Paul Klee, angelus novus, 1920
Paul Klee, angelus novus, 1920

For me I found it interesting to celebrate old technology rather than disregard it as useless. It has become fashionable to connect with old things, old retro gaming consoles are in demand and a lot of people like wearing vintage clothing. It creates a sense of nostalgia that people like. But rather than just liking things from ‘the good old days’, Rosa takes these things and utilises their failures, their flaws, the very reason they were superseded in the first pace to create something new and unique.

I also felt that the ending to the performance was particularly interesting, it crossed the divide between the physical space and the third space. The painter broke up the images on the screens with black paint. This disruption gained cheers from the adult audience members but upset the children who tried to stop him.


Research Critique: The Big Kiss

“It is the all-at-once concept of the abstract expressionists, in which everything is everywhere and the canvas became a total field of possibilities. The third space is a fluid matrix of potentiality and realizable connections to the most far-reaching remoteness.”- Randall Packer

Annie Abrahams explores the possibilities of the third space in her work The Big Kiss (2007).

In this piece she kisses another person within the third space despite their physical separation using webcams. To the viewer it feels like they have a meaningful connection and It makes me wonder if it feels the same to them. Does she fell so absorbed in the third space that seeing herself kissing someone on the screen collapses their physical distance and make it mentally like she’s kissing them?

“Machine mediated kissing in a performance = drawing with your tongue = taking pleasure, while constructing an image = a way to be superaware of the other = never totally abandoning yourself = ???????? = not at all like real kissing, it is better! This might be a female point of view.” – Annie Abrahams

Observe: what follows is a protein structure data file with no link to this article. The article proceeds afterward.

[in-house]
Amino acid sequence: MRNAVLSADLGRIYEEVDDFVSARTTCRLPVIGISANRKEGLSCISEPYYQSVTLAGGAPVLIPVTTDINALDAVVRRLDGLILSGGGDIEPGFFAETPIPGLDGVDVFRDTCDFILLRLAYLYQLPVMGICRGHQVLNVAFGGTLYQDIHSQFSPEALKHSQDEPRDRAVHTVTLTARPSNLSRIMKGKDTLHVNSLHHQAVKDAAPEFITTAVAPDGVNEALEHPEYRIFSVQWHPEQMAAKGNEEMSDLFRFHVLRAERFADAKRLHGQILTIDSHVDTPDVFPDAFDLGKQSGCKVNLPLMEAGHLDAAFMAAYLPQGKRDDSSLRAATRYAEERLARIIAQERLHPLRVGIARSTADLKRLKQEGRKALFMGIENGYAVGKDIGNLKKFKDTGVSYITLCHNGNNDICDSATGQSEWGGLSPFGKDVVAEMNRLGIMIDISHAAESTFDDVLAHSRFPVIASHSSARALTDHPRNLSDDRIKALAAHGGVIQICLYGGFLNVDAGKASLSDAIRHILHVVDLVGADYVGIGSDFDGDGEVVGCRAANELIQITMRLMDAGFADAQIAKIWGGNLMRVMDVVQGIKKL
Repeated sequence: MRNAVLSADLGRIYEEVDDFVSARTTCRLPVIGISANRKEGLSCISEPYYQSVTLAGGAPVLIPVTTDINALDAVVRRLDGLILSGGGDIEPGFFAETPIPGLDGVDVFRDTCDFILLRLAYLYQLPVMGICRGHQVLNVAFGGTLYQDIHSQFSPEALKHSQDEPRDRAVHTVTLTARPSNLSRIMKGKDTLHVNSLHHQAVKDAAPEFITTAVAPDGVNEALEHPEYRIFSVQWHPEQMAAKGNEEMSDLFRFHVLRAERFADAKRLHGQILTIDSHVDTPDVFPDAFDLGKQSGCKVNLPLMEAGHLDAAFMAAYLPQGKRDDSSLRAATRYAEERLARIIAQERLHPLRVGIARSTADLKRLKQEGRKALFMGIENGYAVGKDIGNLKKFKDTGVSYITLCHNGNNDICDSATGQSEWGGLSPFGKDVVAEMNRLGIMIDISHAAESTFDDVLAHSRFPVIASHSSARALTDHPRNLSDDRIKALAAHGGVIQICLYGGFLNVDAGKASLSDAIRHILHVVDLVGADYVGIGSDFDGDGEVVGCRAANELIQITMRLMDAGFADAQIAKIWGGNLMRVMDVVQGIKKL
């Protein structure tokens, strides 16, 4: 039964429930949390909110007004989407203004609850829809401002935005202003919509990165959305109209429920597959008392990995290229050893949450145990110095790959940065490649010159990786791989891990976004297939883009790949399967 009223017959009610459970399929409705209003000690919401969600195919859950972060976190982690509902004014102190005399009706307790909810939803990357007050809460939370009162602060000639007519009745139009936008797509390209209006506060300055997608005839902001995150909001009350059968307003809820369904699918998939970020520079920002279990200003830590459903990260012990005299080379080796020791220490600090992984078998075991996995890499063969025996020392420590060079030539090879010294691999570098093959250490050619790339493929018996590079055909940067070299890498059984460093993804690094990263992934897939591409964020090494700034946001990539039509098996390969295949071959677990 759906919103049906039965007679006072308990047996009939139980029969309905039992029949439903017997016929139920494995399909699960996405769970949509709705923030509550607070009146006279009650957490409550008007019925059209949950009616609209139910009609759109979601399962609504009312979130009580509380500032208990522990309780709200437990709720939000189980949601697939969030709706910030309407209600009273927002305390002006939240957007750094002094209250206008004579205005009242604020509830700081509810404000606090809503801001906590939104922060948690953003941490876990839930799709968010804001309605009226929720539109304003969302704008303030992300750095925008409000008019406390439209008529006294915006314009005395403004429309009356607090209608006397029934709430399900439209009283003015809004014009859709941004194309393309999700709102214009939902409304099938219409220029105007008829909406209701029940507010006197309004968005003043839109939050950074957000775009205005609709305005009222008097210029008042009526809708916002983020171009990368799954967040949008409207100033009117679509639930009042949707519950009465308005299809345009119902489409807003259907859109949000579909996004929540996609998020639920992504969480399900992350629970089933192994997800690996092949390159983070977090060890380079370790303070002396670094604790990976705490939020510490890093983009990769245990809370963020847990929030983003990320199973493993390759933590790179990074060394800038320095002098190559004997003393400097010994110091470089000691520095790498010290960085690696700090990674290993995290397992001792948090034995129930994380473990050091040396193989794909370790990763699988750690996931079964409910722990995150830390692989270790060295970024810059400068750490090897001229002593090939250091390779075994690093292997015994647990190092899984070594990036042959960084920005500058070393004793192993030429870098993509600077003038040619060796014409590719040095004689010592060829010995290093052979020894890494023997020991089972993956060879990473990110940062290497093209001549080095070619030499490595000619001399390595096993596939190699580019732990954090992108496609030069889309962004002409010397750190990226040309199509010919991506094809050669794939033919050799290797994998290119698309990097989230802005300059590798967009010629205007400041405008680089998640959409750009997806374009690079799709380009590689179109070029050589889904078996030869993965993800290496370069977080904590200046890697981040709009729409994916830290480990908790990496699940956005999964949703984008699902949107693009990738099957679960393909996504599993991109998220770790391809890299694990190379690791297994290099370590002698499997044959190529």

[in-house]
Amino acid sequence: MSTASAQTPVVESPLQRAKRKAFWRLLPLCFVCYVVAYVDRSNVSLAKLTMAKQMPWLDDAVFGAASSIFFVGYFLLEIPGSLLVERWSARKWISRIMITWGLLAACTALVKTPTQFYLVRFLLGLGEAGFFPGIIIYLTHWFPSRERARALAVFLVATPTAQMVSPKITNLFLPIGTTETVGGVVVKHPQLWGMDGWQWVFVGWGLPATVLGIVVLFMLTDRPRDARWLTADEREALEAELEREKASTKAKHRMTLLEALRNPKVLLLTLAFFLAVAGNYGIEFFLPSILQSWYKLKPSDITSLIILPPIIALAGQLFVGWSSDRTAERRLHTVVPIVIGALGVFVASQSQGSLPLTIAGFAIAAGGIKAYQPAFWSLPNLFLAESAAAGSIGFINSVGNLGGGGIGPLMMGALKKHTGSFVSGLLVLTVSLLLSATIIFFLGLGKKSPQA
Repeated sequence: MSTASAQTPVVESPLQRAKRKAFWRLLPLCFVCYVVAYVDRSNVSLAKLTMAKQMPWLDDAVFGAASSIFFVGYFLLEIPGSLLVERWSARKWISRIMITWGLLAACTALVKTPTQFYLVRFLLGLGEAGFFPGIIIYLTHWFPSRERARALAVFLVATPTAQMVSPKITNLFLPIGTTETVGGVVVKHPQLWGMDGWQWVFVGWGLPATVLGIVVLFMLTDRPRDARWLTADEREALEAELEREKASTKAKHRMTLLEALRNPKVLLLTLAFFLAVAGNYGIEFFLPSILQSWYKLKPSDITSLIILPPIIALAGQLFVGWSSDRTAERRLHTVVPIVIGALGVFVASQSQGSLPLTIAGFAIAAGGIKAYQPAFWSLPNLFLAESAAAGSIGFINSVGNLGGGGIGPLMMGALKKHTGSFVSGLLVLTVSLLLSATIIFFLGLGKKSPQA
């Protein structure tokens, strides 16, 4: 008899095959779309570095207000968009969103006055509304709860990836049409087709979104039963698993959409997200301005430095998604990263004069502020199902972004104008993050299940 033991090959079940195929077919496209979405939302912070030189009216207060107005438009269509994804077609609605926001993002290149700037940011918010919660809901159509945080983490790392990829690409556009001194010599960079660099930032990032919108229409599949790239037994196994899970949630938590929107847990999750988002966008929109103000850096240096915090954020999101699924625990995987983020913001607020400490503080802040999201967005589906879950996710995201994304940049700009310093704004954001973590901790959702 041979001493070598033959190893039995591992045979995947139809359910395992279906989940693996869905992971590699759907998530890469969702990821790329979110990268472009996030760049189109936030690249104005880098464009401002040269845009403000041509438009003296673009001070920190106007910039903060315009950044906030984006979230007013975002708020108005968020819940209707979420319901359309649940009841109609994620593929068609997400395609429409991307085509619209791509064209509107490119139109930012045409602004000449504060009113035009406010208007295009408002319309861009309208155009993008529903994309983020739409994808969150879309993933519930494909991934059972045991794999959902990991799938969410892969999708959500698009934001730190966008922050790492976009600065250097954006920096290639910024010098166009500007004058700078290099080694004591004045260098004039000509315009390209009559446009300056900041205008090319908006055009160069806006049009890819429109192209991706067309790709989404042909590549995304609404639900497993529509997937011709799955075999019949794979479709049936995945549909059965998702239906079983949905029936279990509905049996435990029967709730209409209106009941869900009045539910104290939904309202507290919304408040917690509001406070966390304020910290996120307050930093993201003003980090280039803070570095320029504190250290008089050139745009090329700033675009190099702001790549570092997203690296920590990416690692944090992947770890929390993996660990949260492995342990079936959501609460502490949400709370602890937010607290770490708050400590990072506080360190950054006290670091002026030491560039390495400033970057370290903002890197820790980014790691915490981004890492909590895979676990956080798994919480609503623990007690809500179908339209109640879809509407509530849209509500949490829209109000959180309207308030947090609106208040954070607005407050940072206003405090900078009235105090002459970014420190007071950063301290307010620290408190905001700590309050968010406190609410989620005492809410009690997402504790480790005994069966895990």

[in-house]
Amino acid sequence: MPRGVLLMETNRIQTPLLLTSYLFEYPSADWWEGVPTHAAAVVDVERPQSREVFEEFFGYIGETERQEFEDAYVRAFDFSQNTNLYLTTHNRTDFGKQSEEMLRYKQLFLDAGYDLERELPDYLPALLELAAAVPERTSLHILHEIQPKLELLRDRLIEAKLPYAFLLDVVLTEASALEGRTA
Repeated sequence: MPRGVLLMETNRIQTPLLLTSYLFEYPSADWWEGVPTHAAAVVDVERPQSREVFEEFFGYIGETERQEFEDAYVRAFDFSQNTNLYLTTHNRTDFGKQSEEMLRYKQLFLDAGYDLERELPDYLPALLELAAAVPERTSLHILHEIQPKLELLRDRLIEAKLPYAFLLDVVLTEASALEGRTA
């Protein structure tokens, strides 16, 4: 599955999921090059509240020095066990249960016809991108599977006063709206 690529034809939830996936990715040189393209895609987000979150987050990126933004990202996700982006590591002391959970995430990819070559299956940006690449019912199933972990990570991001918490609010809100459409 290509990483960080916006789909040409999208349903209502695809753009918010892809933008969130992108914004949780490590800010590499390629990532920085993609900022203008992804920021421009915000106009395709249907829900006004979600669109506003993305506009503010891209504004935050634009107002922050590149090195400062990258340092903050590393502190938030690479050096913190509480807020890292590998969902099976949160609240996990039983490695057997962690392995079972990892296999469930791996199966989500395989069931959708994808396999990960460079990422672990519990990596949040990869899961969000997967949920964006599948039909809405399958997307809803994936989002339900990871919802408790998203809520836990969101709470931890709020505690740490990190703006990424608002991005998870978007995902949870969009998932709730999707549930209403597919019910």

She says it make her superaware of the other, perhaps it is like when you take away the physicality of touch you become more connected in the mind, like connecting mind-mind rather than mind-touch then touch-mind. Or perhaps it’s like how if you lose your sight your other senses will become heightened.

In 2009 she repeated this performance however this time it was done in a home environment rather than a studio. Even though they are further distanced from each other, the intimate and relaxed scene of the homes increases feeling of  intimacy and connection between the performers. It feels a lot more voyeuristic, like you are intruding on a personal moment rather than an art piece. The fact that these are live performances would have made me uncomfortable if I was there, as if by watching the screen I would also have been included in kissing within the third space.

This also makes me consider whether or not this counts as kissing and by further extension whether or not a relationship over the internet is real if you have never met the person in the first space. Coming from my perspective I would say it is, in fact one of my best friends actually dated a guy from america that she had met online in a MMORPG she had already been friends with this guy for a year or two before they started dating. Every night they would skype each other or play games online together, it was another year and a half before they actually met in person.

“energy and emotion are generated from the tension and interaction of